The authorities in Los Cabos urged people to stay indoors as the storm made landfall
Hurricane Odile has hit the resort of Los Cabos in western Mexico, uprooting trees and confining thousands of holidaymakers to their hotels.
The storm – rated category three, with winds of up to 200km/h (125 mph) made landfall on the southern tip of the Baja California peninsula.
Mexican authorities have declared an alert in the area, warning of storm surges, landslides and flooding.
They have also prepared shelter for some 30,000 people.
US Marines have been placed on stand-by to operate emergency equipment in case of landslides.
The US National Hurricane Center in Miami had earlier said Odile would be a category four hurricane, with winds of up to 135 mph, but it lost some strength as it reached the coast.
Officials said electricity would be shut off in the area to avoid damage from power lines if they came down.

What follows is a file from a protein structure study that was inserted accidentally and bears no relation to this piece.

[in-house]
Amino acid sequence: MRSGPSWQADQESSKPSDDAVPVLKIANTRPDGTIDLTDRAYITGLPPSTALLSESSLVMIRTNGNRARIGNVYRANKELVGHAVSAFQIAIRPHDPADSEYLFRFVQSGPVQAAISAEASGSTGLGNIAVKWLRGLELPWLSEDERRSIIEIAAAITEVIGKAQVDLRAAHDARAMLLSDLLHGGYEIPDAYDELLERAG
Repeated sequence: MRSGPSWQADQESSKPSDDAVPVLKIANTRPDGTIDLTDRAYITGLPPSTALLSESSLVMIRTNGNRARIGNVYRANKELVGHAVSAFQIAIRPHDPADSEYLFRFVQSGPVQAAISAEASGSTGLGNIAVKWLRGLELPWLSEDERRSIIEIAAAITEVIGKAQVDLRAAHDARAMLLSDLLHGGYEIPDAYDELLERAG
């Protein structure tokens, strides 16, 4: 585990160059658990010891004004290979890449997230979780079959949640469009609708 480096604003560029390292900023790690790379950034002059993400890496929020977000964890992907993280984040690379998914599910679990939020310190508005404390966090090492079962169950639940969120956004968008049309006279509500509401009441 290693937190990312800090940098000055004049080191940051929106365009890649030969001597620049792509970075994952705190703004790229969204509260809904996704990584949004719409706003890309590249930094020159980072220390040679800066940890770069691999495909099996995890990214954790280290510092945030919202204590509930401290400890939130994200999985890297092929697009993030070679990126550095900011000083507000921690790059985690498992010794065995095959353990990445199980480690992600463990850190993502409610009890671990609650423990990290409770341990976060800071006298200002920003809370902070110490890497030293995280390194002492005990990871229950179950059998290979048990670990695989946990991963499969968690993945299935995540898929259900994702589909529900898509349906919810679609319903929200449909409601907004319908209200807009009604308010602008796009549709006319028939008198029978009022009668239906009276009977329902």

At least 26,000 foreign tourists and 4,000 Mexicans were in the region, local officials said, and those in areas at risk of flooding were being evacuated.
The region is home to massive resort complexes, as well as fishing communities and low-lying shantytowns.
Los Cabos resident Felipa Flores said she was heading for a shelter. “Later on we’re going to be cut off and my house of wood and laminated cardboard won’t stand up to much,” she told the Associated Press news agency.
Luis Puente, the head of Mexico’s civil protection agency, told reporters that 164 shelters had been readied with a capacity for 30,000 people.
Storm experts said it was set to be the strongest hurricane to hit the southern tip of the peninsula since Kiko in 1989, which landed as a category three.